There is a marine conservation management office and a turtle station with an information centre on Lankayan. Turtles can be observed at night, moving up the beaches to digg nests and lay eggs. The conservation biologists will then digg open the nests, recover all the eggs and move them to a breeding shelter next to the information centre.
Breeding shelter for turtle eggs:
When a batch of eggs reaches maturity, the turtle centre will arrange controlled and protected release. This in order to ensure that as many hatchlings as possible reach the water, from where they will have to fend for themselves.
The coral reef full of life, right at the beach:
There is some birdlife on the island and there are interesting insects, including some stunning butterflies. Although I focused on the underwater world I managed to capture Pacific reef heron and Olive-backed sunbird. But as we will definitely include Lankayan island into future travel plans to Sabah, there may be more opportunities to come.
From Lankayan Island to Danum Valley
The speedboat for Sandakan leaves Lankayan about half an hour after sunrise. We had arranged a private road transfer from Sandakan Yacht Club to the town of Lahad Datu, where the operations office of the Borneo Rainforest Lodge is situated. The drive across to Lahad Datu sends one past extensive palm oil plantations and some secondary forest here and there. Especially around the area where the road crosses the lower Kinabatangan river. This time around we included neither Tabin Wildlife Reserve, nor the Kinabatangan in our itinerary. These destinations that are both in the area will definitely be part of our next trip to Malaysian Borneo, though.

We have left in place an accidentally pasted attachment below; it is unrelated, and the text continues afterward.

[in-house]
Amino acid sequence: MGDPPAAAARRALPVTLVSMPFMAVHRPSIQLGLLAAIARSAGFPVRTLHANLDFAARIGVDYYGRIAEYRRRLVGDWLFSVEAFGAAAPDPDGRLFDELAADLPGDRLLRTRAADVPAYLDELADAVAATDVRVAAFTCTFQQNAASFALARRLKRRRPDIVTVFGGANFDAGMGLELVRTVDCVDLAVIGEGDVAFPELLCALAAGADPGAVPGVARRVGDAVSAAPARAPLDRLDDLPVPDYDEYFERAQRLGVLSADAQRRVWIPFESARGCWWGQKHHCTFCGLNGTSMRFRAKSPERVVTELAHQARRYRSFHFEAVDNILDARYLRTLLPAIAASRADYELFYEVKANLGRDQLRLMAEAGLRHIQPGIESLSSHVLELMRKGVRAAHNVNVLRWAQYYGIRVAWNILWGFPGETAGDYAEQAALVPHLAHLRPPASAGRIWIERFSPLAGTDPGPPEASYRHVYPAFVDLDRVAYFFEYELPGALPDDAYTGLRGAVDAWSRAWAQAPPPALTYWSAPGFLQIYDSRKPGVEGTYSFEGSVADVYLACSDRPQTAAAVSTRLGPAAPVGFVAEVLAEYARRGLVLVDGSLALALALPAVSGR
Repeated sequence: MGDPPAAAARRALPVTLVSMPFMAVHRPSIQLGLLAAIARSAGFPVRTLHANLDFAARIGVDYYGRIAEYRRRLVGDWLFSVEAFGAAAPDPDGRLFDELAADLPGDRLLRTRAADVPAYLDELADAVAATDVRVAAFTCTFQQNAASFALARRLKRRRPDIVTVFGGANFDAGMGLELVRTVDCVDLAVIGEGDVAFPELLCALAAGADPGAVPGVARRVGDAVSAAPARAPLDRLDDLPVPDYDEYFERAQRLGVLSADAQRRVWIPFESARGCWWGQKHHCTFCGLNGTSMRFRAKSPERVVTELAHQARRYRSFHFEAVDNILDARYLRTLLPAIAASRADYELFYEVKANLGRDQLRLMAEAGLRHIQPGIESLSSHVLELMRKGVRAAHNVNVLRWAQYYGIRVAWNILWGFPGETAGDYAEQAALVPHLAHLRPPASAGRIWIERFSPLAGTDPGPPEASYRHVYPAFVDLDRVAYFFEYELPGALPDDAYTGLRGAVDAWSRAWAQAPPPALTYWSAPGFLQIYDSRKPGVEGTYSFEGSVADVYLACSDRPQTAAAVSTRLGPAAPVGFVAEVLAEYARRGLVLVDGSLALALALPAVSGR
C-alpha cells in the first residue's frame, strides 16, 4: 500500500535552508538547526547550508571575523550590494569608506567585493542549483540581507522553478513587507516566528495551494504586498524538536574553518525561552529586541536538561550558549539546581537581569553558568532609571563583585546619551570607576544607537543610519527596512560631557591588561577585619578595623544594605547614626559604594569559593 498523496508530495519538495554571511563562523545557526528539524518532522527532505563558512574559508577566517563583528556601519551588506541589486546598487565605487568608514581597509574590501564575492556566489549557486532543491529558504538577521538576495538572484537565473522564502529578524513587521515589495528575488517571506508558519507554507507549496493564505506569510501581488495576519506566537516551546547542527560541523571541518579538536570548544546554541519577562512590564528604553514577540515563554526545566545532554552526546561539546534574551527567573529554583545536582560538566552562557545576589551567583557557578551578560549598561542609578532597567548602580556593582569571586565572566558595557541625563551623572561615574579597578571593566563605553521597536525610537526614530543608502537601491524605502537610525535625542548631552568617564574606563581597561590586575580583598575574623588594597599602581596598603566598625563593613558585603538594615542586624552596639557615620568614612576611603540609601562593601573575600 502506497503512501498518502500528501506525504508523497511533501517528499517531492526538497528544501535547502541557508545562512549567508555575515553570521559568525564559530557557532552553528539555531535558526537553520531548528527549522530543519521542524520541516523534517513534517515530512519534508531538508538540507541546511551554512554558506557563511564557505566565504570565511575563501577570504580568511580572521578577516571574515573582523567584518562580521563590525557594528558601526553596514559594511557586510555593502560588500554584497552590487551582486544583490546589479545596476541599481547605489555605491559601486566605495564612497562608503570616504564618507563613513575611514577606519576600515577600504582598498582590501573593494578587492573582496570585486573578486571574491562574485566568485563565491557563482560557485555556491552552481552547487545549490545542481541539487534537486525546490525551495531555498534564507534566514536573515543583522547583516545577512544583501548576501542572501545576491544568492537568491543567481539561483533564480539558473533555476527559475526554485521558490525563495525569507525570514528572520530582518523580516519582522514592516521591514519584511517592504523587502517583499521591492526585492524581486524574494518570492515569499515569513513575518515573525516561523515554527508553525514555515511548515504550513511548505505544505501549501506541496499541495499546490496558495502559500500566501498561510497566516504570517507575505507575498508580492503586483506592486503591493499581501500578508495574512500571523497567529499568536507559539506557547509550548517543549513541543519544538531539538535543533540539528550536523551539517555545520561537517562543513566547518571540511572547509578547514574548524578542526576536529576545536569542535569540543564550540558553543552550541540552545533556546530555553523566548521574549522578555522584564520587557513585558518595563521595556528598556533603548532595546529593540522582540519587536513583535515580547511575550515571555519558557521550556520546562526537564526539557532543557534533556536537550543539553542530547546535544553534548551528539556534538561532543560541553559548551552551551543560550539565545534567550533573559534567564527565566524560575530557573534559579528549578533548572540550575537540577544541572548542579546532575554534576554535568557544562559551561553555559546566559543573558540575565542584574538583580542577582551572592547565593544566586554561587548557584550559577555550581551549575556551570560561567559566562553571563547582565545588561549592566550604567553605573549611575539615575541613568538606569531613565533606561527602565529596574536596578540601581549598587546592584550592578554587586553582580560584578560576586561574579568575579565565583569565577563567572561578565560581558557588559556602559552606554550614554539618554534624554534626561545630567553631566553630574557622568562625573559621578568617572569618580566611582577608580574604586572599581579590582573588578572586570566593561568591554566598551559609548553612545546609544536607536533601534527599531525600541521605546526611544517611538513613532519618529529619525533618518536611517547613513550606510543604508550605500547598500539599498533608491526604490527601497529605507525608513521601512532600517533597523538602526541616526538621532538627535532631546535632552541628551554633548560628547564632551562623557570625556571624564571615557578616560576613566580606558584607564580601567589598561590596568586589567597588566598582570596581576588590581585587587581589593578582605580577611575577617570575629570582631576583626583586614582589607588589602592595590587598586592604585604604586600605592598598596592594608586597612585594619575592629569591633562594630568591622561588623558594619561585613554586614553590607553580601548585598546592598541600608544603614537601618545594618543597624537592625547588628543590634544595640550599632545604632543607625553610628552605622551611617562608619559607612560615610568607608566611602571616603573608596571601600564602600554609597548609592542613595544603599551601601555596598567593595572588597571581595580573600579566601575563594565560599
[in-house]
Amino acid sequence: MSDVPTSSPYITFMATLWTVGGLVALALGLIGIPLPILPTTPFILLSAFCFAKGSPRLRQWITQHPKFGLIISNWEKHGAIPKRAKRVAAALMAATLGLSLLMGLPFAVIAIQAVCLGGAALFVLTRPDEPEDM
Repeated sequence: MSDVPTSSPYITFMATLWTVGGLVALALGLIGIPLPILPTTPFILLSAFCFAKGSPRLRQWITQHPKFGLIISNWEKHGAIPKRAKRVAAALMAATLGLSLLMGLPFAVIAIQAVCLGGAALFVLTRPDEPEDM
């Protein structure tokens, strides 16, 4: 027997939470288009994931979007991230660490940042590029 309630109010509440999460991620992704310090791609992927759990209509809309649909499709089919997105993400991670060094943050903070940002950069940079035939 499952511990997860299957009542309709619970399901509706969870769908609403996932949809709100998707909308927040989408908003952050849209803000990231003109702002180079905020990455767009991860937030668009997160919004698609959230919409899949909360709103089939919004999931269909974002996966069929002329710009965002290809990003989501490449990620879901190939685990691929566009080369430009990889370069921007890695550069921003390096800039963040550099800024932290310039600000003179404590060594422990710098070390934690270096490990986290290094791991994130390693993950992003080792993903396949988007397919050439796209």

At Lahad Datu we were treated to lunch at a Chinese restaurant before being transferred out to Danum Valley in an old Land Cruiser VX (I have always had the hearts for the VX, as it is one of the most reliable, sturdy and comfortable SUV's ever built).
Transfer from Lahad Datu to Danum Valley takes about 2 1/2 hrs: The first 15km on tar road and the rest on gravel. Actually, logging roads, as it were. On the way in we collected our guide Danny, who would be looking after us for the time we would spend in the valley. And yes, there were many, many huge trucks hauling cut up tree trunks from somewhere further west, past the turn-off to Danum Valley Conservation Area. Selective logging, we were told. But so far I still don't fully understand the concept...
Oncoming traffic on the way to Danum Valley:
Borneo Rainforest Lodge is a pretty place. There are a number of chalets on stilts, facing out across a river into the tropical rain forest. BRL offers day and night walks, short game drives along the road leading into the valley, and extensive walking trails. However, the main attraction would be the 300m treetop canopy walkway with its viewing platforms. Any exploring of the area is done on foot. We know the drill: A cup of coffee and a quick bite at 5:30am, grab the backpack and camera and head out into the forest at the crack of dawn. Back at the lodge at around 10:30h for brunch. Although we had no rain, the climatic conditions are such that one is soaking wet after the first km or so. It is very warm and extremely humid.